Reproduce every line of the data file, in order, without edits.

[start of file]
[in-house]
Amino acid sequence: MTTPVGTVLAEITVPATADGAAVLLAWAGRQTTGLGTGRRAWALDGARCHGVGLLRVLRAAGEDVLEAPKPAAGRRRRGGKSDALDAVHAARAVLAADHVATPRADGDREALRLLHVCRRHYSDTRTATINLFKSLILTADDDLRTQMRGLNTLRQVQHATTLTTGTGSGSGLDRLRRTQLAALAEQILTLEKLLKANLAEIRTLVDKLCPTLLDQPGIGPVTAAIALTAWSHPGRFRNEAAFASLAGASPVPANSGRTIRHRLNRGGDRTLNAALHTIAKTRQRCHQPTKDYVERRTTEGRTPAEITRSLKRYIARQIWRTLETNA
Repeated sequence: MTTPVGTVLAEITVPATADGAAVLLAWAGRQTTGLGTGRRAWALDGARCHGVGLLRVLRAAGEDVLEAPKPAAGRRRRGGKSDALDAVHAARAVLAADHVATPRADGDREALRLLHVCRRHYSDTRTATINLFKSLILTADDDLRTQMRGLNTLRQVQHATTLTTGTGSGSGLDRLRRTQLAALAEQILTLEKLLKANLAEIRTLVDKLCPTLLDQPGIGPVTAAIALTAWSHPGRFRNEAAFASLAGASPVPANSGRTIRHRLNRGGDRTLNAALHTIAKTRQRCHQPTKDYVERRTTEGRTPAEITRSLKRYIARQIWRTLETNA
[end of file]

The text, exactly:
[in-house]
Amino acid sequence: MTTPVGTVLAEITVPATADGAAVLLAWAGRQTTGLGTGRRAWALDGARCHGVGLLRVLRAAGEDVLEAPKPAAGRRRRGGKSDALDAVHAARAVLAADHVATPRADGDREALRLLHVCRRHYSDTRTATINLFKSLILTADDDLRTQMRGLNTLRQVQHATTLTTGTGSGSGLDRLRRTQLAALAEQILTLEKLLKANLAEIRTLVDKLCPTLLDQPGIGPVTAAIALTAWSHPGRFRNEAAFASLAGASPVPANSGRTIRHRLNRGGDRTLNAALHTIAKTRQRCHQPTKDYVERRTTEGRTPAEITRSLKRYIARQIWRTLETNA
Repeated sequence: MTTPVGTVLAEITVPATADGAAVLLAWAGRQTTGLGTGRRAWALDGARCHGVGLLRVLRAAGEDVLEAPKPAAGRRRRGGKSDALDAVHAARAVLAADHVATPRADGDREALRLLHVCRRHYSDTRTATINLFKSLILTADDDLRTQMRGLNTLRQVQHATTLTTGTGSGSGLDRLRRTQLAALAEQILTLEKLLKANLAEIRTLVDKLCPTLLDQPGIGPVTAAIALTAWSHPGRFRNEAAFASLAGASPVPANSGRTIRHRLNRGGDRTLNAALHTIAKTRQRCHQPTKDYVERRTTEGRTPAEITRSLKRYIARQIWRTLETNA